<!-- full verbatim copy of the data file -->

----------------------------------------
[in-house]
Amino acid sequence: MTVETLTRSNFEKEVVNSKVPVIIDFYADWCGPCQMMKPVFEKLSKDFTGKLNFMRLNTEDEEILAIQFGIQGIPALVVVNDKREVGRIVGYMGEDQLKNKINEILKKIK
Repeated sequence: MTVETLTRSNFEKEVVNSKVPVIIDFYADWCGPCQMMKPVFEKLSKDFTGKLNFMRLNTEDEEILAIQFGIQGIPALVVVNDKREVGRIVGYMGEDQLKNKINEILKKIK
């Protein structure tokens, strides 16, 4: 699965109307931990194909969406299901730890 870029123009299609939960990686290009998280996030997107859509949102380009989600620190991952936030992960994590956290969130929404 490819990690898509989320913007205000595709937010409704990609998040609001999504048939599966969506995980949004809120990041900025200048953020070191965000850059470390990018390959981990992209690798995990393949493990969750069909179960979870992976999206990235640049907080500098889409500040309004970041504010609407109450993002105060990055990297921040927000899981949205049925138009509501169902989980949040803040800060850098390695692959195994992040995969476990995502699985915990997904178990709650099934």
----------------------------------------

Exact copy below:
[in-house]
Amino acid sequence: MTVETLTRSNFEKEVVNSKVPVIIDFYADWCGPCQMMKPVFEKLSKDFTGKLNFMRLNTEDEEILAIQFGIQGIPALVVVNDKREVGRIVGYMGEDQLKNKINEILKKIK
Repeated sequence: MTVETLTRSNFEKEVVNSKVPVIIDFYADWCGPCQMMKPVFEKLSKDFTGKLNFMRLNTEDEEILAIQFGIQGIPALVVVNDKREVGRIVGYMGEDQLKNKINEILKKIK
């Protein structure tokens, strides 16, 4: 699965109307931990194909969406299901730890 870029123009299609939960990686290009998280996030997107859509949102380009989600620190991952936030992960994590956290969130929404 490819990690898509989320913007205000595709937010409704990609998040609001999504048939599966969506995980949004809120990041900025200048953020070191965000850059470390990018390959981990992209690798995990393949493990969750069909179960979870992976999206990235640049907080500098889409500040309004970041504010609407109450993002105060990055990297921040927000899981949205049925138009509501169902989980949040803040800060850098390695692959195994992040995969476990995502699985915990997904178990709650099934």